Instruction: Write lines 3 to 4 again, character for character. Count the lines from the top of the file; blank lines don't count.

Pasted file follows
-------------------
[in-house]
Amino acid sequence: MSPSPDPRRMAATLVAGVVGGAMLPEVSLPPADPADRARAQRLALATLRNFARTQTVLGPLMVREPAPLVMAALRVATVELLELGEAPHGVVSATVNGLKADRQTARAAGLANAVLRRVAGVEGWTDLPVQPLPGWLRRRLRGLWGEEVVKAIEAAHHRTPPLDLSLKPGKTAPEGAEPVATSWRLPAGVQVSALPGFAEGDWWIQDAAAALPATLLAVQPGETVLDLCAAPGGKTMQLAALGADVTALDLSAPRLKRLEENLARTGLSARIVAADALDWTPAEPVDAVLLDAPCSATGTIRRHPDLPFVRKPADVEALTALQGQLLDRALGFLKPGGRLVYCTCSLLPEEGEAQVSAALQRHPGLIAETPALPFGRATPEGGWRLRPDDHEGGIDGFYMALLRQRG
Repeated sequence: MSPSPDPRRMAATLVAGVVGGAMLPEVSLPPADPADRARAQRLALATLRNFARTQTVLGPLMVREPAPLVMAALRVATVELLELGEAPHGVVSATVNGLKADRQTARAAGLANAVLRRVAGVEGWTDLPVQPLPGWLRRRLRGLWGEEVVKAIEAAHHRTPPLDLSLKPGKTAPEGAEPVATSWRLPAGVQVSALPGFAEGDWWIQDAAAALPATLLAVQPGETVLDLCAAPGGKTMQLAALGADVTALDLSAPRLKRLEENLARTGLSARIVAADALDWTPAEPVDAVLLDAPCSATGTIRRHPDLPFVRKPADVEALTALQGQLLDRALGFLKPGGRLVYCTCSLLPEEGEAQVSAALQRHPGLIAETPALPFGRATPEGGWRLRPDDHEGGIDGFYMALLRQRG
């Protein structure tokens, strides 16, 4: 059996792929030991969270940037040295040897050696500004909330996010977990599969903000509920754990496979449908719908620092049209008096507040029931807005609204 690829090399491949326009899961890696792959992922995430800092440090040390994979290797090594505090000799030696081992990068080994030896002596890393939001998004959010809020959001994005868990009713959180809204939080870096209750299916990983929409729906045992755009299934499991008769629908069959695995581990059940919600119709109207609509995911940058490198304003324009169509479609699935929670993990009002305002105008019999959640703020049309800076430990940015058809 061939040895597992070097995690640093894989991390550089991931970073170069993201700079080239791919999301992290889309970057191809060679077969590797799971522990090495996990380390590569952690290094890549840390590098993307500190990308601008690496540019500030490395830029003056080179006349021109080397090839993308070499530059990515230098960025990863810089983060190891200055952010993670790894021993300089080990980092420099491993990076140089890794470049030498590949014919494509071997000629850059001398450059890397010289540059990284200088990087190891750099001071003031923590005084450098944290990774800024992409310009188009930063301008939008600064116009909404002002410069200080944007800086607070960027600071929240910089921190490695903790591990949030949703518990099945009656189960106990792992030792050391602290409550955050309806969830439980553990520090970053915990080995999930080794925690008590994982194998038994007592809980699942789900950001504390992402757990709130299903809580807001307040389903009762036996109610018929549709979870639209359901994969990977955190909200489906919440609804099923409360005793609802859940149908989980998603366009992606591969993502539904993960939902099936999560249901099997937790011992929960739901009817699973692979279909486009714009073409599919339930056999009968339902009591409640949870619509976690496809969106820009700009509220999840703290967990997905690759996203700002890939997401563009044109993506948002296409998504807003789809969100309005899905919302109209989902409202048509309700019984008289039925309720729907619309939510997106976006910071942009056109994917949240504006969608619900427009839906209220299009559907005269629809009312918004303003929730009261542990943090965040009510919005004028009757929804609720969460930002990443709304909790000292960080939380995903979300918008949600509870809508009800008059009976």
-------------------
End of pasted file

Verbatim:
Repeated sequence: MSPSPDPRRMAATLVAGVVGGAMLPEVSLPPADPADRARAQRLALATLRNFARTQTVLGPLMVREPAPLVMAALRVATVELLELGEAPHGVVSATVNGLKADRQTARAAGLANAVLRRVAGVEGWTDLPVQPLPGWLRRRLRGLWGEEVVKAIEAAHHRTPPLDLSLKPGKTAPEGAEPVATSWRLPAGVQVSALPGFAEGDWWIQDAAAALPATLLAVQPGETVLDLCAAPGGKTMQLAALGADVTALDLSAPRLKRLEENLARTGLSARIVAADALDWTPAEPVDAVLLDAPCSATGTIRRHPDLPFVRKPADVEALTALQGQLLDRALGFLKPGGRLVYCTCSLLPEEGEAQVSAALQRHPGLIAETPALPFGRATPEGGWRLRPDDHEGGIDGFYMALLRQRG
């Protein structure tokens, strides 16, 4: 059996792929030991969270940037040295040897050696500004909330996010977990599969903000509920754990496979449908719908620092049209008096507040029931807005609204 690829090399491949326009899961890696792959992922995430800092440090040390994979290797090594505090000799030696081992990068080994030896002596890393939001998004959010809020959001994005868990009713959180809204939080870096209750299916990983929409729906045992755009299934499991008769629908069959695995581990059940919600119709109207609509995911940058490198304003324009169509479609699935929670993990009002305002105008019999959640703020049309800076430990940015058809 061939040895597992070097995690640093894989991390550089991931970073170069993201700079080239791919999301992290889309970057191809060679077969590797799971522990090495996990380390590569952690290094890549840390590098993307500190990308601008690496540019500030490395830029003056080179006349021109080397090839993308070499530059990515230098960025990863810089983060190891200055952010993670790894021993300089080990980092420099491993990076140089890794470049030498590949014919494509071997000629850059001398450059890397010289540059990284200088990087190891750099001071003031923590005084450098944290990774800024992409310009188009930063301008939008600064116009909404002002410069200080944007800086607070960027600071929240910089921190490695903790591990949030949703518990099945009656189960106990792992030792050391602290409550955050309806969830439980553990520090970053915990080995999930080794925690008590994982194998038994007592809980699942789900950001504390992402757990709130299903809580807001307040389903009762036996109610018929549709979870639209359901994969990977955190909200489906919440609804099923409360005793609802859940149908989980998603366009992606591969993502539904993960939902099936999560249901099997937790011992929960739901009817699973692979279909486009714009073409599919339930056999009968339902009591409640949870619509976690496809969106820009700009509220999840703290967990997905690759996203700002890939997401563009044109993506948002296409998504807003789809969100309005899905919302109209989902409202048509309700019984008289039925309720729907619309939510997106976006910071942009056109994917949240504006969608619900427009839906209220299009559907005269629809009312918004303003929730009261542990943090965040009510919005004028009757929804609720969460930002990443709304909790000292960080939380995903979300918008949600509870809508009800008059009976």